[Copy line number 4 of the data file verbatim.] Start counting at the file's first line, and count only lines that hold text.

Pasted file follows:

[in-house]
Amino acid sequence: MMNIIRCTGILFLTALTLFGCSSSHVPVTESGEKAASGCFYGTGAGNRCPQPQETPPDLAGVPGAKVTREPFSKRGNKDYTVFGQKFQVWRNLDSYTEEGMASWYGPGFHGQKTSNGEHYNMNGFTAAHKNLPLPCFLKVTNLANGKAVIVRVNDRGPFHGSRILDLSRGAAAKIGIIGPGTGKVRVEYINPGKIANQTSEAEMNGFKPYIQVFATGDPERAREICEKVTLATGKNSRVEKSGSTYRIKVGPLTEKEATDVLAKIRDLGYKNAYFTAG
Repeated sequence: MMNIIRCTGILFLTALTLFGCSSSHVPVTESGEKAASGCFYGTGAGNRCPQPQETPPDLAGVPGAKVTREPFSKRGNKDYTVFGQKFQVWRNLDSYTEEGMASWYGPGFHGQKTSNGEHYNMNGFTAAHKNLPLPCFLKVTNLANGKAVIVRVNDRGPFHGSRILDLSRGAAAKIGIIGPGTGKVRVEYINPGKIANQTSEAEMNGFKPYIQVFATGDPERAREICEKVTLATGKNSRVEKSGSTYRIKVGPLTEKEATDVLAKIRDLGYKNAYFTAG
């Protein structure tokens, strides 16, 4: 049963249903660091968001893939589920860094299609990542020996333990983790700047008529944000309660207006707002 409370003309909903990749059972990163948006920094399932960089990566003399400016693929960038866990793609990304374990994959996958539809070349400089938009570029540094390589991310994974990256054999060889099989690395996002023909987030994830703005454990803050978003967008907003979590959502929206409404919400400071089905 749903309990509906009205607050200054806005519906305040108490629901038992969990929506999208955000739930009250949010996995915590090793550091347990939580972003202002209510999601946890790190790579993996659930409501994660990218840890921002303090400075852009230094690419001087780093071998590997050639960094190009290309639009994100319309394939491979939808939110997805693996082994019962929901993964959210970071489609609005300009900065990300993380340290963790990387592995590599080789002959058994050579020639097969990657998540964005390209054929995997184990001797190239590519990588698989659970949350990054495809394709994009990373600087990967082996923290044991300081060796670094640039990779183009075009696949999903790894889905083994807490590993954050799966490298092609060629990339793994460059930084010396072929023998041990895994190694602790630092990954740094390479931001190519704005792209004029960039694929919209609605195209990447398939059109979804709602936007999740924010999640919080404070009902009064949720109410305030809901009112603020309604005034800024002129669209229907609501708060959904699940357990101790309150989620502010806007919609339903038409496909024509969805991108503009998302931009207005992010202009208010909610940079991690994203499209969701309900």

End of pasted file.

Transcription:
């Protein structure tokens, strides 16, 4: 049963249903660091968001893939589920860094299609990542020996333990983790700047008529944000309660207006707002 409370003309909903990749059972990163948006920094399932960089990566003399400016693929960038866990793609990304374990994959996958539809070349400089938009570029540094390589991310994974990256054999060889099989690395996002023909987030994830703005454990803050978003967008907003979590959502929206409404919400400071089905 749903309990509906009205607050200054806005519906305040108490629901038992969990929506999208955000739930009250949010996995915590090793550091347990939580972003202002209510999601946890790190790579993996659930409501994660990218840890921002303090400075852009230094690419001087780093071998590997050639960094190009290309639009994100319309394939491979939808939110997805693996082994019962929901993964959210970071489609609005300009900065990300993380340290963790990387592995590599080789002959058994050579020639097969990657998540964005390209054929995997184990001797190239590519990588698989659970949350990054495809394709994009990373600087990967082996923290044991300081060796670094640039990779183009075009696949999903790894889905083994807490590993954050799966490298092609060629990339793994460059930084010396072929023998041990895994190694602790630092990954740094390479931001190519704005792209004029960039694929919209609605195209990447398939059109979804709602936007999740924010999640919080404070009902009064949720109410305030809901009112603020309604005034800024002129669209229907609501708060959904699940357990101790309150989620502010806007919609339903038409496909024509969805991108503009998302931009207005992010202009208010909610940079991690994203499209969701309900």